Choosing a soccer ball sounds like a simple task until you discover the many options available. With different materials, sizes and types, purchasing a soccer ball can be daunting. But have no fear, we have broken down all the key attributes to keep in mind when choosing the best soccer ball for your style of play.
The most common soccer balls you will come across are match balls and training balls. Match balls are for game-play and must follow official size, weight and shape regulations. Training balls are meant for practice and recreational use on a variety of playing environments. They are also more durable since they are made specifically to be used for an extended period of time.
Soccer balls are made up of two parts: the casing and the bladder. The casing is what covers the outside of the ball and its panels, while the bladder is the compartment inside the ball that holds the air. Each can be made of several different materials.
- Panels are the octagon-shaped quilts that are seen on the outside of soccer balls. Official FIFA-approved balls contain 32 panels, but other variations include 26 and 18 panels.
- Casings are made of either PVC (poly vinyl carbonate), PU (polyurethane), a combination of both PVC/PU, or synthetic leather. PVC balls are usually cheaper, harder on the outside and very durable. PU balls are typically higher in quality, softer to the touch and more responsive than PVC balls. Synthetic leather balls are designed for the highest level of playing, or professional matches, because it delivers increased control. Glossy finishes are often added to all kinds of balls to help reduce water damage, as well as scuffing.
- Bladders are comprised of either latex or butyl. Latex bladders are softer and preferred by many professionals. Butyl bladders have much higher air retention, and need be to be reflated less often than balls with latex bladders. The average inflation for soccer balls fall in the range of 9-10.5 pounds of air.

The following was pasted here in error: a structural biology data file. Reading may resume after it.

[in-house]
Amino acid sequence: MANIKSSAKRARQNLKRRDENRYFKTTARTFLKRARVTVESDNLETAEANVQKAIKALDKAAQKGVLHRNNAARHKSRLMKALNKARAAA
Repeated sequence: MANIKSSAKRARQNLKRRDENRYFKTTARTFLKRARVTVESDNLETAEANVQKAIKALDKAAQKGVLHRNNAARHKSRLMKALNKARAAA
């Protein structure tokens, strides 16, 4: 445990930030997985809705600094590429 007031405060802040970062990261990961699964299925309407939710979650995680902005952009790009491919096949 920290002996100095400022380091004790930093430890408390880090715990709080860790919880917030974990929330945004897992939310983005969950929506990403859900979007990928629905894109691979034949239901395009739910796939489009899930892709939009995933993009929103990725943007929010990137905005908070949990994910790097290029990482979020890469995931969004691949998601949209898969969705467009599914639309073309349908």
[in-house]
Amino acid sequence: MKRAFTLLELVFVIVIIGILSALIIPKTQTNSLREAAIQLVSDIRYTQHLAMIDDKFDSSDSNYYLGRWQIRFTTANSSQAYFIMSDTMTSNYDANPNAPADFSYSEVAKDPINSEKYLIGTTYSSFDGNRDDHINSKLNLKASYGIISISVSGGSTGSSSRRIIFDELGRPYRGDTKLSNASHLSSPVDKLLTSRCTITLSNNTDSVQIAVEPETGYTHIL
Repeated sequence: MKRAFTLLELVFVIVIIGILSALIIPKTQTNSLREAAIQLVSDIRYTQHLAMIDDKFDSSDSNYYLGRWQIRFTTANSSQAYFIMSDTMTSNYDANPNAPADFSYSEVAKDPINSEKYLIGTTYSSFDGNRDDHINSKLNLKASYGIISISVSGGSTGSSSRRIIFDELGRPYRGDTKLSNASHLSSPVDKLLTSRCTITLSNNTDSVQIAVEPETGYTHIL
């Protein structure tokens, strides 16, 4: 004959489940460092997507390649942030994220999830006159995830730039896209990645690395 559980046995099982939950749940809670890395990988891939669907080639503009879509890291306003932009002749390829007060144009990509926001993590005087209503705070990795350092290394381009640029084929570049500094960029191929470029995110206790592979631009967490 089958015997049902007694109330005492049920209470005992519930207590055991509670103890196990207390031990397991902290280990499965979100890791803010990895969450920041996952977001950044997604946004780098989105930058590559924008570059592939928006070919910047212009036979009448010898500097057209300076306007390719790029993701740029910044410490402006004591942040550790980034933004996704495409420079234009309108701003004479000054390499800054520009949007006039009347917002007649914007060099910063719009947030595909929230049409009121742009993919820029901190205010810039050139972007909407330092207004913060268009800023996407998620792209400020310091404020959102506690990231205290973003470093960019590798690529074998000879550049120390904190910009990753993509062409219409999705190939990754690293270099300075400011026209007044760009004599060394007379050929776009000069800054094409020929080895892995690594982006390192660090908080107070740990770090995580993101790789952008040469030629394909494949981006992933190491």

Soccer balls come in five sizes, and the size best suited for you usually depends on your age. But they can also differ from league to league, so it’s best to check with a coach about size restrictions before purchasing one.
- Size 1 soccer balls, also known as mini or skills balls, are used to improve footwork or just for fun.
- Size 2 soccer balls are sometimes used during matches for children under the age of 4, and can also be used for ball control drills.
- Size 3 soccer balls are the smallest official ball and used during matches for children under the age of 8.
- Size 4 soccer balls are used during matches for children between the ages of 8-12.
- Size 5 soccer balls are the largest official ball and standard for all players above the age of 12.
While most adult soccer leagues use an official 32-paneled size 5 ball, there are other variations of soccer balls you may come across on your buying journey.
- Turf soccer balls are made to withstand more wear and tear from artificial fields that tend to have a rougher playing surface.
- Indoor soccer balls are most often size 5, but are made to have less rebound to accommodate the harder surfaces and turf that covers the playing ground and walls of an indoor soccer field.
- Beach soccer balls are size 5, but are lighter than an official grass soccer ball, and typically softer to provide more comfort to bare feet. They are usually brightly colored to make them easier to see on the sandy beach terrain, and often are made water resistant in case they are kicked into the ocean.
- Futsal soccer balls are size 4 but usually weigh about the same as a size 5 ball. They are typically made with less bounce since the game is played on a hard surface indoors, and sometimes have felt or suede casings to help stabilize the ball on the slippery playing floor.